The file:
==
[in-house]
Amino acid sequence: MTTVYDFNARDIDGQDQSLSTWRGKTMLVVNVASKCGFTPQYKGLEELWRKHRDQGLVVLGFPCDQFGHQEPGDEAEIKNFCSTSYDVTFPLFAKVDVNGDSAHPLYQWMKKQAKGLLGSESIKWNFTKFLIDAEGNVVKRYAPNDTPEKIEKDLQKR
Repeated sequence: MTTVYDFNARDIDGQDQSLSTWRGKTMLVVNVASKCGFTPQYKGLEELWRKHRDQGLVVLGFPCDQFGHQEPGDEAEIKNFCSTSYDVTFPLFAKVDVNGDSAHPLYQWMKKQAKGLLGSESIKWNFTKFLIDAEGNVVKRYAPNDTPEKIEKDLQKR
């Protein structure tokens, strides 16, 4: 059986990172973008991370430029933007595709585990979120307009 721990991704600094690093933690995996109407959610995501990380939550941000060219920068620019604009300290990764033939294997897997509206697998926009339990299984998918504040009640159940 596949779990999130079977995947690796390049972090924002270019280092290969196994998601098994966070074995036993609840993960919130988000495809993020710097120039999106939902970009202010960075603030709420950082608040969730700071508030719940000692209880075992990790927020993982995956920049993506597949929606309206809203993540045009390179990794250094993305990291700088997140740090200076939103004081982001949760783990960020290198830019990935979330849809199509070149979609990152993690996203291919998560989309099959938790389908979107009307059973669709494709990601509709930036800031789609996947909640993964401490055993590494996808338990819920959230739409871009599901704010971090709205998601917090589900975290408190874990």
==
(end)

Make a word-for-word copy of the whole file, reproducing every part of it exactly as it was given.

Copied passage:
[in-house]
Amino acid sequence: MTTVYDFNARDIDGQDQSLSTWRGKTMLVVNVASKCGFTPQYKGLEELWRKHRDQGLVVLGFPCDQFGHQEPGDEAEIKNFCSTSYDVTFPLFAKVDVNGDSAHPLYQWMKKQAKGLLGSESIKWNFTKFLIDAEGNVVKRYAPNDTPEKIEKDLQKR
Repeated sequence: MTTVYDFNARDIDGQDQSLSTWRGKTMLVVNVASKCGFTPQYKGLEELWRKHRDQGLVVLGFPCDQFGHQEPGDEAEIKNFCSTSYDVTFPLFAKVDVNGDSAHPLYQWMKKQAKGLLGSESIKWNFTKFLIDAEGNVVKRYAPNDTPEKIEKDLQKR
């Protein structure tokens, strides 16, 4: 059986990172973008991370430029933007595709585990979120307009 721990991704600094690093933690995996109407959610995501990380939550941000060219920068620019604009300290990764033939294997897997509206697998926009339990299984998918504040009640159940 596949779990999130079977995947690796390049972090924002270019280092290969196994998601098994966070074995036993609840993960919130988000495809993020710097120039999106939902970009202010960075603030709420950082608040969730700071508030719940000692209880075992990790927020993982995956920049993506597949929606309206809203993540045009390179990794250094993305990291700088997140740090200076939103004081982001949760783990960020290198830019990935979330849809199509070149979609990152993690996203291919998560989309099959938790389908979107009307059973669709494709990601509709930036800031789609996947909640993964401490055993590494996808338990819920959230739409871009599901704010971090709205998601917090589900975290408190874990």